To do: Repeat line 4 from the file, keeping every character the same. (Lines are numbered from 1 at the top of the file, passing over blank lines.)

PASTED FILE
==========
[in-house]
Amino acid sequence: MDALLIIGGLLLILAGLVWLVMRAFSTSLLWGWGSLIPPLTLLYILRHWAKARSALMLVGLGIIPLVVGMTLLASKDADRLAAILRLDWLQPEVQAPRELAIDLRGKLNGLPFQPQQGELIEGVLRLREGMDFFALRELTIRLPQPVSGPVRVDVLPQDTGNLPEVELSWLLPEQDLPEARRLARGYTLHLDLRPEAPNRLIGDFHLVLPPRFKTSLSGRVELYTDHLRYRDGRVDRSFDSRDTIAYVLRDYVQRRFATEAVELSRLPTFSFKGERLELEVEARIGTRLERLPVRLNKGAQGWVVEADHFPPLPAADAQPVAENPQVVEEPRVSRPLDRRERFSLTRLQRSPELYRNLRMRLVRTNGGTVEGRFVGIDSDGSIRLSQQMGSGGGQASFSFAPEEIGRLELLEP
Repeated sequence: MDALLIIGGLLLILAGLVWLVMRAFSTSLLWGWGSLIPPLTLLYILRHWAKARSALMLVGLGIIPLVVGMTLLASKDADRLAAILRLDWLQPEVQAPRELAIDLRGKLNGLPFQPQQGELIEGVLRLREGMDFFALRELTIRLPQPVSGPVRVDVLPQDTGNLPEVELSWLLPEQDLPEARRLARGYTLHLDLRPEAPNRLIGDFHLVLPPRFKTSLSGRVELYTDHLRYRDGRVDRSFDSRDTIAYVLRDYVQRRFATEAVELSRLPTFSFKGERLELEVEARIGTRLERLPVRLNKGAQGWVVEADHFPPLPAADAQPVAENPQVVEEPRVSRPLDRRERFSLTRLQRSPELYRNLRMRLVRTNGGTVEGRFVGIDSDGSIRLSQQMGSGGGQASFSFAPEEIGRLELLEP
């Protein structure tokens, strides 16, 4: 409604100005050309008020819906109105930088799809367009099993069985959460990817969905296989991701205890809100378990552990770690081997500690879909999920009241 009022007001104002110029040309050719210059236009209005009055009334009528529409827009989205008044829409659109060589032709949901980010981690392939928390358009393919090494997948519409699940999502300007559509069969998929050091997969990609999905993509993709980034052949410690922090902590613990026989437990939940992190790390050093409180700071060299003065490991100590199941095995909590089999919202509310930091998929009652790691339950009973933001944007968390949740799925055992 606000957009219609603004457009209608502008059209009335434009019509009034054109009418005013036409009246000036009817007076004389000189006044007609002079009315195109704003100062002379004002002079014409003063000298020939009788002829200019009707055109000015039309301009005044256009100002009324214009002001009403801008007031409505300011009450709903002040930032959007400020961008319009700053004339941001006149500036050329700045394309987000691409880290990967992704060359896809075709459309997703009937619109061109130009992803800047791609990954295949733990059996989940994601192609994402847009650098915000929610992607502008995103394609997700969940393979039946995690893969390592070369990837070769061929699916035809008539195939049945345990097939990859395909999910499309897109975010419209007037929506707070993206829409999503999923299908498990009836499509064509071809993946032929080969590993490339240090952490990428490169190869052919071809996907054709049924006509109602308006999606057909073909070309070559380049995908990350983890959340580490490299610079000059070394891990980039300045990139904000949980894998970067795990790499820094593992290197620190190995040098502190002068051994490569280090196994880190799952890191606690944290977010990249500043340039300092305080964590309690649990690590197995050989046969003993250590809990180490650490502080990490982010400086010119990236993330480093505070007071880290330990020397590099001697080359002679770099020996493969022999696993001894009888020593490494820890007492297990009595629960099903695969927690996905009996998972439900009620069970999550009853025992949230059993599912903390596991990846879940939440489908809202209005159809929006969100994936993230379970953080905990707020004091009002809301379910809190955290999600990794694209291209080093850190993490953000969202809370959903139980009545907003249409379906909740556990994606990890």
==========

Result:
């Protein structure tokens, strides 16, 4: 409604100005050309008020819906109105930088799809367009099993069985959460990817969905296989991701205890809100378990552990770690081997500690879909999920009241 009022007001104002110029040309050719210059236009209005009055009334009528529409827009989205008044829409659109060589032709949901980010981690392939928390358009393919090494997948519409699940999502300007559509069969998929050091997969990609999905993509993709980034052949410690922090902590613990026989437990939940992190790390050093409180700071060299003065490991100590199941095995909590089999919202509310930091998929009652790691339950009973933001944007968390949740799925055992 606000957009219609603004457009209608502008059209009335434009019509009034054109009418005013036409009246000036009817007076004389000189006044007609002079009315195109704003100062002379004002002079014409003063000298020939009788002829200019009707055109000015039309301009005044256009100002009324214009002001009403801008007031409505300011009450709903002040930032959007400020961008319009700053004339941001006149500036050329700045394309987000691409880290990967992704060359896809075709459309997703009937619109061109130009992803800047791609990954295949733990059996989940994601192609994402847009650098915000929610992607502008995103394609997700969940393979039946995690893969390592070369990837070769061929699916035809008539195939049945345990097939990859395909999910499309897109975010419209007037929506707070993206829409999503999923299908498990009836499509064509071809993946032929080969590993490339240090952490990428490169190869052919071809996907054709049924006509109602308006999606057909073909070309070559380049995908990350983890959340580490490299610079000059070394891990980039300045990139904000949980894998970067795990790499820094593992290197620190190995040098502190002068051994490569280090196994880190799952890191606690944290977010990249500043340039300092305080964590309690649990690590197995050989046969003993250590809990180490650490502080990490982010400086010119990236993330480093505070007071880290330990020397590099001697080359002679770099020996493969022999696993001894009888020593490494820890007492297990009595629960099903695969927690996905009996998972439900009620069970999550009853025992949230059993599912903390596991990846879940939440489908809202209005159809929006969100994936993230379970953080905990707020004091009002809301379910809190955290999600990794694209291209080093850190993490953000969202809370959903139980009545907003249409379906909740556990994606990890």